Supporting Cast Unlike many superheroes Spider-Man has been blessed with an excellent supporting cast. Starting with his Aunt May, always on the verge of death until recent writers realized that plot point was used once too often. She first came off as an overbearing mother type, but over time, May Parker learned to let go of Peter and became supportive of him. May had an intriguing development where she learned of her nephew’s secret identity following a brutal battle he had with Morlun (The Amazing Spider-Man # 35, Volume II). However, her knowledge of Peter’s secret identity was undone by the infamous “One More Day” storyline that rebooted the Spider-Man universe.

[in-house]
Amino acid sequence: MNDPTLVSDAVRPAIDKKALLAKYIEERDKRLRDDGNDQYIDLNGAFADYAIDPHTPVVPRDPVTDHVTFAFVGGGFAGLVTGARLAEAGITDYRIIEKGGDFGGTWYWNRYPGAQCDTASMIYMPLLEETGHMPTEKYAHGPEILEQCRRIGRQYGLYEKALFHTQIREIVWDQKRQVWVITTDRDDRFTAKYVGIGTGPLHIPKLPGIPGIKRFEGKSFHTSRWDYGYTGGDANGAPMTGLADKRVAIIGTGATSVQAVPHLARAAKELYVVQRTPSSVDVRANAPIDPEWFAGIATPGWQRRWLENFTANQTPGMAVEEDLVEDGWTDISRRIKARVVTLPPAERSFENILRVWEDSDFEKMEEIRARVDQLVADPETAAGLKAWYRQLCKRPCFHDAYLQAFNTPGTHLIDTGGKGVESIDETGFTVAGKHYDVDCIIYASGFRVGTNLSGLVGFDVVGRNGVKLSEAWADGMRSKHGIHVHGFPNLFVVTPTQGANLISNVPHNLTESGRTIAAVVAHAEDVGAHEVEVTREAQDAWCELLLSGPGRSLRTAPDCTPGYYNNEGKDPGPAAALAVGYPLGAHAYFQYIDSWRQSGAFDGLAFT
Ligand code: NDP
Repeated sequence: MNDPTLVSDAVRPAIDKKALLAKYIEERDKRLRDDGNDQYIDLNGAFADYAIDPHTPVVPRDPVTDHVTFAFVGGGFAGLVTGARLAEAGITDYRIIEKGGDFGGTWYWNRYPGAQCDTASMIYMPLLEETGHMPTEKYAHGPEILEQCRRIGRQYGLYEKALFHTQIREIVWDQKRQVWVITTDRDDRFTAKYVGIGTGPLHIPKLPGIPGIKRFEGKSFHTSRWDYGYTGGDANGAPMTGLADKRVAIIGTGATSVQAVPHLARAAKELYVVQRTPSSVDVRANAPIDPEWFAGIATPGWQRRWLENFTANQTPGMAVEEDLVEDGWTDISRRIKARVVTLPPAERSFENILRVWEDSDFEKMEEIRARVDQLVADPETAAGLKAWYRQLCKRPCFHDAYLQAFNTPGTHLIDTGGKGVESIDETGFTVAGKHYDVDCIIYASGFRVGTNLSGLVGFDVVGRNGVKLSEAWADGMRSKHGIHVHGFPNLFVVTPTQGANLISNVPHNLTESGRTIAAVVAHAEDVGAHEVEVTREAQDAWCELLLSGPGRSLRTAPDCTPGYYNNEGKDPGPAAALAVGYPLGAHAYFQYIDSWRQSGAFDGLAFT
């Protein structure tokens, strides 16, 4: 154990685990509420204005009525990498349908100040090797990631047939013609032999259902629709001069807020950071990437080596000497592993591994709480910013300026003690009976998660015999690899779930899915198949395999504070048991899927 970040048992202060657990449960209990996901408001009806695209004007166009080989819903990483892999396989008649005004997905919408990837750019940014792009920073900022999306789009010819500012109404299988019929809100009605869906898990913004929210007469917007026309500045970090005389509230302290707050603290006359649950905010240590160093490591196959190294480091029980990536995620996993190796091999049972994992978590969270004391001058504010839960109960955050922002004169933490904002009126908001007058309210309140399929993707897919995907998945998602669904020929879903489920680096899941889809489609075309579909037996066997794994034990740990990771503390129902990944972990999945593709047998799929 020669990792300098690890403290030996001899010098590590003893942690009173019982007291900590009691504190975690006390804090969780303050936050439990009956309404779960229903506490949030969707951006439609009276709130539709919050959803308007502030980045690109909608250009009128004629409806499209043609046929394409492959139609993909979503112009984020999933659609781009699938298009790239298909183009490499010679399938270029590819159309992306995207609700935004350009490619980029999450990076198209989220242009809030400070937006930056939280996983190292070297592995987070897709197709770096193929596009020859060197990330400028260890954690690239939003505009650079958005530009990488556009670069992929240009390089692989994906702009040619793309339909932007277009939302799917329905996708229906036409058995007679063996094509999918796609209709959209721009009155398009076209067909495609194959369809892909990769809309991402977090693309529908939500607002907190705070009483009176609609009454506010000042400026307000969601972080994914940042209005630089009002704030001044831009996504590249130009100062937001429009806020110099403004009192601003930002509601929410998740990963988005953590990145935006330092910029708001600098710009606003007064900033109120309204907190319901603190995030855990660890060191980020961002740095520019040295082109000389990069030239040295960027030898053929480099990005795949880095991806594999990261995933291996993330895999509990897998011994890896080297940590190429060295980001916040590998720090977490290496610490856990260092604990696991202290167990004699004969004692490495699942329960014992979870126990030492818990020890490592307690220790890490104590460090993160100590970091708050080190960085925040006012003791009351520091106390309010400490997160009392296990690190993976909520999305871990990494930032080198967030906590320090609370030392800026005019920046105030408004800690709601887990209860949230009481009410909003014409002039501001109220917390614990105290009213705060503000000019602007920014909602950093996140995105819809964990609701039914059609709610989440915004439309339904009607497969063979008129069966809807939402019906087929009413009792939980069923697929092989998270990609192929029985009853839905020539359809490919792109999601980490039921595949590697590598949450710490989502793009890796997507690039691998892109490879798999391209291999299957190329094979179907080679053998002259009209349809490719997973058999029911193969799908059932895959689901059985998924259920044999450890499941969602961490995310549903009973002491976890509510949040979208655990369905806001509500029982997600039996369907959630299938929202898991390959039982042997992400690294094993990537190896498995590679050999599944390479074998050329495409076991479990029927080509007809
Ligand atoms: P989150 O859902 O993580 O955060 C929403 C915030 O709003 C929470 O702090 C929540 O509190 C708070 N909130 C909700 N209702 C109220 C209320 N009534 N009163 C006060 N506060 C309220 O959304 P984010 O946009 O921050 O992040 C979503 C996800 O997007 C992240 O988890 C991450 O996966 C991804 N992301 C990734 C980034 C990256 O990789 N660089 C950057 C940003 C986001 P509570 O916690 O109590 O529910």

The most glaring casualty of the reboot was the dissolution of Peter’s marriage to Mary Jane Watson. Aside from Gwen Stacy, Mary Jane is Peter’s greatest love and ever since her first full introduction (The Amazing Spider-Man # 42) she rocked his world and won over many readers with her flash and verve. Mary Jane was there to pick up the pieces after Gwen died. Her most shocking revelation came at the end of The Amazing Spider-Man # 257 when she admitted to Peter that she always knew he was Spider-Man. This knowledge was a barrier to their on-again-off again relationship, but they eventually married. Naturally, his Spider-Man activities conflicted with his domestic life to the point that she left him at one point (The Amazing Spider-Man Annual 2001), though they later reconciled. Foolishly, TPTB at Marvel Comics decreed that Spider-Man couldn’t be married because they felt the marriage plot line was stale. Hence the “One More Day” story where Spider-Man made a deal with Mephisto to save his Aunt May at the cost of his marriage. But even though they aren’t married in the new timeline, it was shown in recent issues that they still have feelings for each other, so it may not be over. Continue reading